Writer and Director: Julia Pascal
Filmed at the Finborough Theatre in May 2019, Blueprint Medea relocates Euripides’ tragic tale of lust, sorcery and murder to modern day London, recasting the warrior Queen as a Kurdish asylum seeker looking for a new life as a cleaner in London. Available on the Official London Theatre YouTube Channel, Julia Pascal’s 80-minute drama is an ambitious and accomplished take on one of the great Greek tragedies.
Based in 2006 and 2016, Medea flees war-torn Kurdistan and arrives in London on a fake passport hoping to find freedom. Instead she finds Jason, a trainee taxi driver working-out in the gym where she scrubs floors after midnight. Quickly swept up in each other, within a year their twin sons are born but Jason’s father wants him to marry within the Iraqi community leaving Medea out in the cold.
This archive recording has a fixed-point camera and captures the entire performance in a single shot, using zoom to occasionally focus in on the actors to give a closer image of the more intimate scenes. Blueprint Medea takes a while to get going and as the narrative rapidly switches between the two eras, it feels a little stagey, the camera adding an additional barrier to the story.
But persist, because Pascal’s play starts to find its rhythm as Medea and Jason finally meet, developing a momentum in their relationship that plays with the audience’s expectations of this familiar tale. The couple’s conversations as their tentative affection for one another grows and they become a genuinely happy unit are well written, while the scene between Jason and his father is particularly convincing as the men contend over their national and social heritage, taking in duty, fear of cultural betrayal, diluting the bloodline, violence and a mutual resentment that can only resolve itself in acquiescence to the senior man’s demands.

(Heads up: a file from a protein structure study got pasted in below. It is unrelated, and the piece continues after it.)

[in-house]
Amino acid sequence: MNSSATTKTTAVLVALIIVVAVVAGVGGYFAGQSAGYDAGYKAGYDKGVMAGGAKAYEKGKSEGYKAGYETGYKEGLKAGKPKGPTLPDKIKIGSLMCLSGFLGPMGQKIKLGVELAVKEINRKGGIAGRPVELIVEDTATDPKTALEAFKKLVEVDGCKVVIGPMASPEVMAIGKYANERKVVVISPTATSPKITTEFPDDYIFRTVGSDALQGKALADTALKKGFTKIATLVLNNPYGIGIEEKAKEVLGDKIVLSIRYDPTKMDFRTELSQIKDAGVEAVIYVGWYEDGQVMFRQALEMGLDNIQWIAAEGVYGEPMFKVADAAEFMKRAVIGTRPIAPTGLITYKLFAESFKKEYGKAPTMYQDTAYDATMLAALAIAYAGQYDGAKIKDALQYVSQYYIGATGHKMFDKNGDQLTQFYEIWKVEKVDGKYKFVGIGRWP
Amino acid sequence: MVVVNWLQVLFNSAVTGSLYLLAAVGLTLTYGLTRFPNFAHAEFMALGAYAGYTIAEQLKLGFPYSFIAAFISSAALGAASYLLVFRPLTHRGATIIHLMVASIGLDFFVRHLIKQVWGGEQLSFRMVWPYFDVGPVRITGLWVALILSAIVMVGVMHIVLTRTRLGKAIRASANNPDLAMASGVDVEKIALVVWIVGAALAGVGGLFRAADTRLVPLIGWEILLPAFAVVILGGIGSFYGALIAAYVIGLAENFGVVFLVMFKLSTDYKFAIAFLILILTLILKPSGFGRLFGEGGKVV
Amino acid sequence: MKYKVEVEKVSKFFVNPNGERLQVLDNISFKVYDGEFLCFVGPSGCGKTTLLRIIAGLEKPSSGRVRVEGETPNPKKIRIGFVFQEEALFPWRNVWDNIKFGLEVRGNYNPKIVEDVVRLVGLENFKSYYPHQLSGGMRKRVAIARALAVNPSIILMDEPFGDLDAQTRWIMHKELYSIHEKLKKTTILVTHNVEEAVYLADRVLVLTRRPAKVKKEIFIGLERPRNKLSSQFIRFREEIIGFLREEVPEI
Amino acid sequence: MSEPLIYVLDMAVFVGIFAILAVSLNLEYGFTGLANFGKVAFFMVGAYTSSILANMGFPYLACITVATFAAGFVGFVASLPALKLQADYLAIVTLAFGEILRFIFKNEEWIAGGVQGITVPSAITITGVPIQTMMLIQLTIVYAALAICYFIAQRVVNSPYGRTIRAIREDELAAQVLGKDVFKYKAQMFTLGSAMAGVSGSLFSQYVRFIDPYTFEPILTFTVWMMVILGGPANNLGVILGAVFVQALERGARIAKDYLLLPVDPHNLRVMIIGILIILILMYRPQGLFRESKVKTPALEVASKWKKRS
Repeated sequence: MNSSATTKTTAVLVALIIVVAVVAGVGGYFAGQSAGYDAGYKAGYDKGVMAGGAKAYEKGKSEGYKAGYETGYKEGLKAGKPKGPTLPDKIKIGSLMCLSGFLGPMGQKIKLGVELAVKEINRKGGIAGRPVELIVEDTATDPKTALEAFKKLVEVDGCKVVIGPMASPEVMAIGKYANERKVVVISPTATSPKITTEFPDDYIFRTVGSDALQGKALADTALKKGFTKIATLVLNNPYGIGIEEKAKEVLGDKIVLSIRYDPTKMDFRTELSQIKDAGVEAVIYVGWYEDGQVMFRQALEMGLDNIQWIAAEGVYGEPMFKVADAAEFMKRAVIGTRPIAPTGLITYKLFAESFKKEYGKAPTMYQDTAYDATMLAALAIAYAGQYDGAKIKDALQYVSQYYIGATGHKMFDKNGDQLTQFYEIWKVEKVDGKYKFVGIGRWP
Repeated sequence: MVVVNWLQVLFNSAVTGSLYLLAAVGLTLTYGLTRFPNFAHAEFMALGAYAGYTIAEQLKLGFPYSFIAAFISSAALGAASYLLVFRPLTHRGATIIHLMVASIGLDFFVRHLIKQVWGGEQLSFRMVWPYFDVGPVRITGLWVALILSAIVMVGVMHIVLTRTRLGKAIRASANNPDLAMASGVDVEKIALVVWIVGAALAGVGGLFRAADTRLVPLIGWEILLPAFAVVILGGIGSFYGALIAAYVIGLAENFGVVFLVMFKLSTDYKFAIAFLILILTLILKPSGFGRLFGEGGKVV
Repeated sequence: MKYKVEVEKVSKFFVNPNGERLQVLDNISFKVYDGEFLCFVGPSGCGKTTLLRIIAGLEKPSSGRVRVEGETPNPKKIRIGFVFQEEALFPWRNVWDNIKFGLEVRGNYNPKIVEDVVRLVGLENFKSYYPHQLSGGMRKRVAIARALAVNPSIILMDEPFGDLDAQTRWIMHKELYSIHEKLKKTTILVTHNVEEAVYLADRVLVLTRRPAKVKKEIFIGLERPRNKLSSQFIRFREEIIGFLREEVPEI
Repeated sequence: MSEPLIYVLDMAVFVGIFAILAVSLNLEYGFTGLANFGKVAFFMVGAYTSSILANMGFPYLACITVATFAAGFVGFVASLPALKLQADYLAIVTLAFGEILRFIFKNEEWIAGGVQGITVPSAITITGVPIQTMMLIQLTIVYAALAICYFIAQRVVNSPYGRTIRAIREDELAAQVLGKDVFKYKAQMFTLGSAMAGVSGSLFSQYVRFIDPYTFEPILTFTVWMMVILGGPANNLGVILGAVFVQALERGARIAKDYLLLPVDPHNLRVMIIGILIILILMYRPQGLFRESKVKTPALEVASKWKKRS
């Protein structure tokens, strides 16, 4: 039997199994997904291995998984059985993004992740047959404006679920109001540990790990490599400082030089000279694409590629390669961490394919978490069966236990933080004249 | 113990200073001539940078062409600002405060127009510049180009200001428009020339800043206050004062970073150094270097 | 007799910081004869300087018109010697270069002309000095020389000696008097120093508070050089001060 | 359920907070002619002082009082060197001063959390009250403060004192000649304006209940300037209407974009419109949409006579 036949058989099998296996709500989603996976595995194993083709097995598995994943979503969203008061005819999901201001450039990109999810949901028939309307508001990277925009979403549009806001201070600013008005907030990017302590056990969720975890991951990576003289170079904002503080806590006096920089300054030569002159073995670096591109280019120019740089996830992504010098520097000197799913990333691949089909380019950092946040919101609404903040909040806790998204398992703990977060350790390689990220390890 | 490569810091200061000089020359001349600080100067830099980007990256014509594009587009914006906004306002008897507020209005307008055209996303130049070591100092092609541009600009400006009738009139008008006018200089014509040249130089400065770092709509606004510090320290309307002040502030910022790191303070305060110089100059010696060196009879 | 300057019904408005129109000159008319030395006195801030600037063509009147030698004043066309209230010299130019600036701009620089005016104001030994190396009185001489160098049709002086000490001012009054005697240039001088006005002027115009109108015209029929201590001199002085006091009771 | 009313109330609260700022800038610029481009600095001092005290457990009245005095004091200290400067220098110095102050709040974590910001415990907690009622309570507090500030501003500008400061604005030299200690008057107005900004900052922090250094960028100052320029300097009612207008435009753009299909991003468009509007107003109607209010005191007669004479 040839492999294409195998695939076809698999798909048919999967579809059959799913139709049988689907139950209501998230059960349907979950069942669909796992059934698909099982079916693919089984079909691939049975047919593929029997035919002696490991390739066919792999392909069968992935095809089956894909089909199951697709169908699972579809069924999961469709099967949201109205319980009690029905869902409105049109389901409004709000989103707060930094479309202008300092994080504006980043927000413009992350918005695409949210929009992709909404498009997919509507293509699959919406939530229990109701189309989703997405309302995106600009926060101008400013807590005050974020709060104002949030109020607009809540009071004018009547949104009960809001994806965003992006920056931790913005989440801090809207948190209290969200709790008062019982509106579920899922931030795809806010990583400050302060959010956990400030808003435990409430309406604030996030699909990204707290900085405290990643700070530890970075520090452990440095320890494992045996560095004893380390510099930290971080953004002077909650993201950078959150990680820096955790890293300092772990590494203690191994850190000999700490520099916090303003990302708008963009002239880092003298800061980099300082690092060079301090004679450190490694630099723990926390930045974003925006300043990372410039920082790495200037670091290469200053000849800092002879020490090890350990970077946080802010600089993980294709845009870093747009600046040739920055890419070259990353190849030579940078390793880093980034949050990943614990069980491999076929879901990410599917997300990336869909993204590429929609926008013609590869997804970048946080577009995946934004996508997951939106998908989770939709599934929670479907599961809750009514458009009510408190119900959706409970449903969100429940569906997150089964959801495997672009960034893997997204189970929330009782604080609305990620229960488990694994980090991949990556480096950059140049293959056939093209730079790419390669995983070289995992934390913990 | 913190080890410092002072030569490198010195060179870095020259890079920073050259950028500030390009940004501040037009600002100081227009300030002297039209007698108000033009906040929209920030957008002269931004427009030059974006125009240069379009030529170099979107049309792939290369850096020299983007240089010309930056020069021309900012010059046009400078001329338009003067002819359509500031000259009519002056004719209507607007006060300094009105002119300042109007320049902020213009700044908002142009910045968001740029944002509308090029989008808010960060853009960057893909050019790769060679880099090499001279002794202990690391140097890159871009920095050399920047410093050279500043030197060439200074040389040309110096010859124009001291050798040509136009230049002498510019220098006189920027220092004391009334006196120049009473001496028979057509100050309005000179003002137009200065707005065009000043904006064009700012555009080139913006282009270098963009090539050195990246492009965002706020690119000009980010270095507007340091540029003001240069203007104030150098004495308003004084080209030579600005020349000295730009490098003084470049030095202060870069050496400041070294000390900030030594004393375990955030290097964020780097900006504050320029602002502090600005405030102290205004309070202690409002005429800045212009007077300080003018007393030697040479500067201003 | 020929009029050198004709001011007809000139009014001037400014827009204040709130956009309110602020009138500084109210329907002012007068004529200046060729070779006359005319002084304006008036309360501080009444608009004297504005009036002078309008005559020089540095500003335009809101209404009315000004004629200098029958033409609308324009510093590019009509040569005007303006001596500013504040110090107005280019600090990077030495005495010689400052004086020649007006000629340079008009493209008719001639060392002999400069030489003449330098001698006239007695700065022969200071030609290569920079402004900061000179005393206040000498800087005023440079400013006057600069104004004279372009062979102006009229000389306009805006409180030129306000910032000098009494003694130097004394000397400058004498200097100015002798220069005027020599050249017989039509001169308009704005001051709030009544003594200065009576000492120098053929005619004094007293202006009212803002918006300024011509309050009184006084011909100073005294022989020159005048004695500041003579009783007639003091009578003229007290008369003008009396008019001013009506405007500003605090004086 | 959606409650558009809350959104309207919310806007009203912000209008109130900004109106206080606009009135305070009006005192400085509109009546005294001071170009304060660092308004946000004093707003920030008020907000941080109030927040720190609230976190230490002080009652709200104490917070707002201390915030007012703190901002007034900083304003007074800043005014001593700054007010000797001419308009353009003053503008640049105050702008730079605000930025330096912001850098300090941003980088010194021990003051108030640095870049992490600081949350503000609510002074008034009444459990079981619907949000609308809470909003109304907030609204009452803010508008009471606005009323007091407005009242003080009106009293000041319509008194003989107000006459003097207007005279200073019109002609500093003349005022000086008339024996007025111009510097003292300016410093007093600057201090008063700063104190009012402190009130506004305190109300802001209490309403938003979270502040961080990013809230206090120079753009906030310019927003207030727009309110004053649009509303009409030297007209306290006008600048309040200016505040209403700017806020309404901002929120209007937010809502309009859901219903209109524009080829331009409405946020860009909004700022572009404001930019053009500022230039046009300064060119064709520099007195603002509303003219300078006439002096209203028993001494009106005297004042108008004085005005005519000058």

Yet Pascal’s drama has a stilted quality that fails to marry the grandeur of the flashback scenes in which Medea’s own lyricism emerges from the big themes of war, identity and loss, with the casual modernity of the London sections. Time seems to pass too quickly, giving the audience very little time to invest in the characters and their relationships – a problem of empathy for Medea in particular – and the use of momentary blackout between scenes is too short for the actors to properly rearrange, pulling the viewer out of the story.
As Medea Ruth D’Silva has a glacial quality and despite the horrors she has experienced in her native land, her emotions remain in check. Even her passionate love for Jason seems restrained, although D’Silva builds the notion of betrayal and vengeance well, but perhaps not with a level of psychosis that would lead her to infanticide. The smattering of fractured English Medea knows hardly seems to improve however, which across several years in London and daily interactions with a native speaker, would certainly have altered, making her feel less like the ‘outsider’ she believes herself to be.
Max Rinehart’s Jason known as “J” has a more interesting trajectory. Originally called Mohammed and with Iraqi heritage, he is a London boy learning The Knowledge and dismissive or uninterested in the origins of his family. Living for now in a ‘Young God’ t-shirt, Jason learns the value of legacy as the story unfolds, while Rinehart couches his eventual betrayal of Medea in the thoughtless self-sufficiency the character displays from the start. So, when he tells her “She is my tribe… you are an outsider” the audience understands the journey this character has taken.
“Love is a western invention” Jason’s father (Tiran Aakel) claims and his cynicism about marriage and the West makes it easy for characters to dismiss the humanity of those beyond their own set. Pascal’s play does skip around a little and the political implications of the Kurdistan and theTurkish angle isn’t fully explored, but Blueprint Medea does ask big questions about statelessness and the ways in which religious, national and cultural narratives of identity should and do shape our lives.
Available here to stream until 2 September 2020